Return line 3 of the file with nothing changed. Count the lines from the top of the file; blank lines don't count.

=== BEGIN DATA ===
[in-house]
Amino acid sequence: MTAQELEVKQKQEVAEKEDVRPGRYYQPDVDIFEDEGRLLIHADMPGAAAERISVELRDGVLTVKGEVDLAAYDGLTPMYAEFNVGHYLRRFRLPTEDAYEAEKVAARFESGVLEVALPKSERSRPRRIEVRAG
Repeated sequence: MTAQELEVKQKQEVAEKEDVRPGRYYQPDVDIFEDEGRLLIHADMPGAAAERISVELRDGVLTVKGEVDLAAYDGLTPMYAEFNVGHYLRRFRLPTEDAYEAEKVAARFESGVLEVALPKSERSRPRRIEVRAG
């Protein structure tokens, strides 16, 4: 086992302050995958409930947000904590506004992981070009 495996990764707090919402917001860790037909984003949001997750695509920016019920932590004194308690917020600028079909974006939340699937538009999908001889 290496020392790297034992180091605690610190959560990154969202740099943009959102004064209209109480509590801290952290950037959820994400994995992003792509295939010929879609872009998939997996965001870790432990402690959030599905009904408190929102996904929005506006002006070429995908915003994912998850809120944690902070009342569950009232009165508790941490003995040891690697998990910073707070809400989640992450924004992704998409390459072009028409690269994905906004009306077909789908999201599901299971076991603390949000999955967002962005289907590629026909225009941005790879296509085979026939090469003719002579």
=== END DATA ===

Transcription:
Repeated sequence: MTAQELEVKQKQEVAEKEDVRPGRYYQPDVDIFEDEGRLLIHADMPGAAAERISVELRDGVLTVKGEVDLAAYDGLTPMYAEFNVGHYLRRFRLPTEDAYEAEKVAARFESGVLEVALPKSERSRPRRIEVRAG